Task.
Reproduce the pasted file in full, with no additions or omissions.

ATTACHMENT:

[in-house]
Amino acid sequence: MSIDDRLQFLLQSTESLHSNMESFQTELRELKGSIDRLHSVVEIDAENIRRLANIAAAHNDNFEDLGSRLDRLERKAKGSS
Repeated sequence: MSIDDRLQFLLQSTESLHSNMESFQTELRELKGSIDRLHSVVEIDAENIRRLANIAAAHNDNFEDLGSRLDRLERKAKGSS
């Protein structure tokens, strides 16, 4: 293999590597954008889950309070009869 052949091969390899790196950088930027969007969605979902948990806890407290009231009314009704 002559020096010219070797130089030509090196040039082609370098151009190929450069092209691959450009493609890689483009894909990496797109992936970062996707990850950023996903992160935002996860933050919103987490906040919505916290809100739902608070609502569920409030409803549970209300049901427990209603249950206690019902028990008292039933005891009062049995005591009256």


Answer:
[in-house]
Amino acid sequence: MSIDDRLQFLLQSTESLHSNMESFQTELRELKGSIDRLHSVVEIDAENIRRLANIAAAHNDNFEDLGSRLDRLERKAKGSS
Repeated sequence: MSIDDRLQFLLQSTESLHSNMESFQTELRELKGSIDRLHSVVEIDAENIRRLANIAAAHNDNFEDLGSRLDRLERKAKGSS
């Protein structure tokens, strides 16, 4: 293999590597954008889950309070009869 052949091969390899790196950088930027969007969605979902948990806890407290009231009314009704 002559020096010219070797130089030509090196040039082609370098151009190929450069092209691959450009493609890689483009894909990496797109992936970062996707990850950023996903992160935002996860933050919103987490906040919505916290809100739902608070609502569920409030409803549970209300049901427990209603249950206690019902028990008292039933005891009062049995005591009256």